TitleVisualizing mutagenic repair: novel insights into bacterial translesion synthesis.
Publication TypeJournal Article
Year of Publication2020
AuthorsJoseph AMary, Badrinarayanan A
JournalFEMS Microbiol Rev
Date Published2020 Jun 18

DNA repair is essential for cell survival. In all domains of life, error-prone and error-free repair pathways ensure maintenance of genome integrity under stress. Although mutagenic, low fidelity repair mechanisms help avoid potential lethality associated with unrepaired damage, thus making them important for genome maintenance, and in some cases, the preferred mode of repair. However, cells carefully regulate pathway choice to restrict activity of these pathways to only certain conditions. One such repair mechanism is Translesion Synthesis (TLS), where a low fidelity DNA polymerase is employed to synthesize across a lesion. In bacteria, TLS is a potent source of stress-induced mutagenesis, with potential implications in cellular adaptation as well as antibiotic resistance. Extensive genetic and biochemical studies, predominantly in Escherichia coli, have established a central role for TLS in bypassing bulky DNA lesions associated with ongoing replication, either at or behind the replication fork. More recently, imaging-based approaches have been applied to understand the molecular mechanisms of TLS and how its function is regulated. Together, these studies have highlighted replication-independent roles for TLS as well. In this review, we discuss the current status of research on bacterial TLS, with emphasis on recent insights gained mostly through microscopy at the single-cell and single-molecule level.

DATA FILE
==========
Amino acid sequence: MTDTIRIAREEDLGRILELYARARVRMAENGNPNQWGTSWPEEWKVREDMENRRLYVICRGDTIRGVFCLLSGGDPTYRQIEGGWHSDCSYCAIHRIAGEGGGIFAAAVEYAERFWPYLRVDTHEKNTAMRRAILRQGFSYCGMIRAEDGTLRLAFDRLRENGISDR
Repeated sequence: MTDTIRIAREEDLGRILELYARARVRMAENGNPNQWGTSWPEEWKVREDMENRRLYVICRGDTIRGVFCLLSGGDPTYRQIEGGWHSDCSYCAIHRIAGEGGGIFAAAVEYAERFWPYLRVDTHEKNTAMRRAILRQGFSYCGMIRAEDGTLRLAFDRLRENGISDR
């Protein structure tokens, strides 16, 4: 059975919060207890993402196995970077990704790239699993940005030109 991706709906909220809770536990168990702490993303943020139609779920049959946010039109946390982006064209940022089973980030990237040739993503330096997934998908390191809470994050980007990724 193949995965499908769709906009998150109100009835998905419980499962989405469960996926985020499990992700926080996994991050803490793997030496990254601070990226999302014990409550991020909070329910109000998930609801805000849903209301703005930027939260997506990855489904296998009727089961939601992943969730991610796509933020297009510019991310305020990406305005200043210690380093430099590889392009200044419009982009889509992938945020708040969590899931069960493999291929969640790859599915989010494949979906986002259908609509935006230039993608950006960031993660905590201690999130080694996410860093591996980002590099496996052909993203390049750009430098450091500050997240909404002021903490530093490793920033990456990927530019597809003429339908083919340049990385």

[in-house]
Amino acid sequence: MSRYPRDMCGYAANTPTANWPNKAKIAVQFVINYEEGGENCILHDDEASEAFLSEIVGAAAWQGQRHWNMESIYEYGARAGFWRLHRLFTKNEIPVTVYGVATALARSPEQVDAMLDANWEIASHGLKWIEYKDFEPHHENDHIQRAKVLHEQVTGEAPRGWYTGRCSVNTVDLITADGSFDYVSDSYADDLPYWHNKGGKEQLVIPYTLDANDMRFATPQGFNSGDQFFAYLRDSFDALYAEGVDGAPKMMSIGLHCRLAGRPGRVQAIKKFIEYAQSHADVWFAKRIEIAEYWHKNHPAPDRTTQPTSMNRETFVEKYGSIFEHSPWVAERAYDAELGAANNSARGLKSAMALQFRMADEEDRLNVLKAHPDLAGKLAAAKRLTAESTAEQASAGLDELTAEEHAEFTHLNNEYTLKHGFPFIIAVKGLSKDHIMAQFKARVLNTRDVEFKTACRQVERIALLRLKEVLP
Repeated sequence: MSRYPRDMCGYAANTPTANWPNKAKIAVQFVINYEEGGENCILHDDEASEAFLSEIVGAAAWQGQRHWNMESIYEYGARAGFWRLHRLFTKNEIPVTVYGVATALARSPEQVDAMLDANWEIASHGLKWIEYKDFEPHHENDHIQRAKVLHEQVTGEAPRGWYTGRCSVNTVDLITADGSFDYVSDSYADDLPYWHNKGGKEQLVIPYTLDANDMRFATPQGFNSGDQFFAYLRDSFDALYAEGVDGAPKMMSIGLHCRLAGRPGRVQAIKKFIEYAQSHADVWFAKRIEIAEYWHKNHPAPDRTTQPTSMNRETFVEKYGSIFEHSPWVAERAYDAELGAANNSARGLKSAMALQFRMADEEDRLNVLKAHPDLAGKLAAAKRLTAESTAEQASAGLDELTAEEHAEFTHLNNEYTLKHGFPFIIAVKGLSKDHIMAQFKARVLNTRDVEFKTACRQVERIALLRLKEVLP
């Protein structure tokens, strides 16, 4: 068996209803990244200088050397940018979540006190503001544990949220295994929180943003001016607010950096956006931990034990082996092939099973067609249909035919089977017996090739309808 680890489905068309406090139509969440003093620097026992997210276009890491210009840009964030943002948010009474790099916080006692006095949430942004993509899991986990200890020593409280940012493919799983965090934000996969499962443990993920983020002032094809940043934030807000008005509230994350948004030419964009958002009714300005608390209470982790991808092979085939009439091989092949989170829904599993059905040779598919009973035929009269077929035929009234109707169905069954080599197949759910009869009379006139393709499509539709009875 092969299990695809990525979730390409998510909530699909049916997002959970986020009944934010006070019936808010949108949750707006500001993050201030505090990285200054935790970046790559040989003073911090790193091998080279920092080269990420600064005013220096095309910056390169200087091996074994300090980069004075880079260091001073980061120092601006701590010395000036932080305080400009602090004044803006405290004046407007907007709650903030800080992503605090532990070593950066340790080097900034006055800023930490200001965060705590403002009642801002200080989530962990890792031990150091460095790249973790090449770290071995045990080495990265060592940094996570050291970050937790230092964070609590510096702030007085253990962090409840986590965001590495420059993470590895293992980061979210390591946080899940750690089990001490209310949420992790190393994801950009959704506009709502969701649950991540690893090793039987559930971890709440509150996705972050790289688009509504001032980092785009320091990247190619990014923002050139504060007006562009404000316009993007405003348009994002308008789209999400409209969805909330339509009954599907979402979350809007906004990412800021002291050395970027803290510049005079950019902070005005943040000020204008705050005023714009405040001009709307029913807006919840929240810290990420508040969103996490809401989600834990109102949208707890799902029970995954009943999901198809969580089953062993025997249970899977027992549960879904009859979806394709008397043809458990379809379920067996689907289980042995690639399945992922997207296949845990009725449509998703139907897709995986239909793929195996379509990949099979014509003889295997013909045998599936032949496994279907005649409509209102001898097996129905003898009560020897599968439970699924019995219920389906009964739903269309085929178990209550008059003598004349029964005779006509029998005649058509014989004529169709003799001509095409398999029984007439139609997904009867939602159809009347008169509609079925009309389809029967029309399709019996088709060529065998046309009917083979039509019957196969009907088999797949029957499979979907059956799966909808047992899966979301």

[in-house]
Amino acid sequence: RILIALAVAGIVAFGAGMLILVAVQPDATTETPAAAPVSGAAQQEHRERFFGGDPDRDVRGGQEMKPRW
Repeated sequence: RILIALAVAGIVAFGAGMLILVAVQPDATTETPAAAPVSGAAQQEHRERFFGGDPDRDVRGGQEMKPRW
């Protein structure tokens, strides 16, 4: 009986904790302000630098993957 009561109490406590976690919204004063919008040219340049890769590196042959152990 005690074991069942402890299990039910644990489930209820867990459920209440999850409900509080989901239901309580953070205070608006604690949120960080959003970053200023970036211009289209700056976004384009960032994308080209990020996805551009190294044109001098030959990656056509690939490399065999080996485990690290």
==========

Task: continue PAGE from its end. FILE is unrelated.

Alternate JournalFEMS Microbiol. Rev.
PubMed ID32556198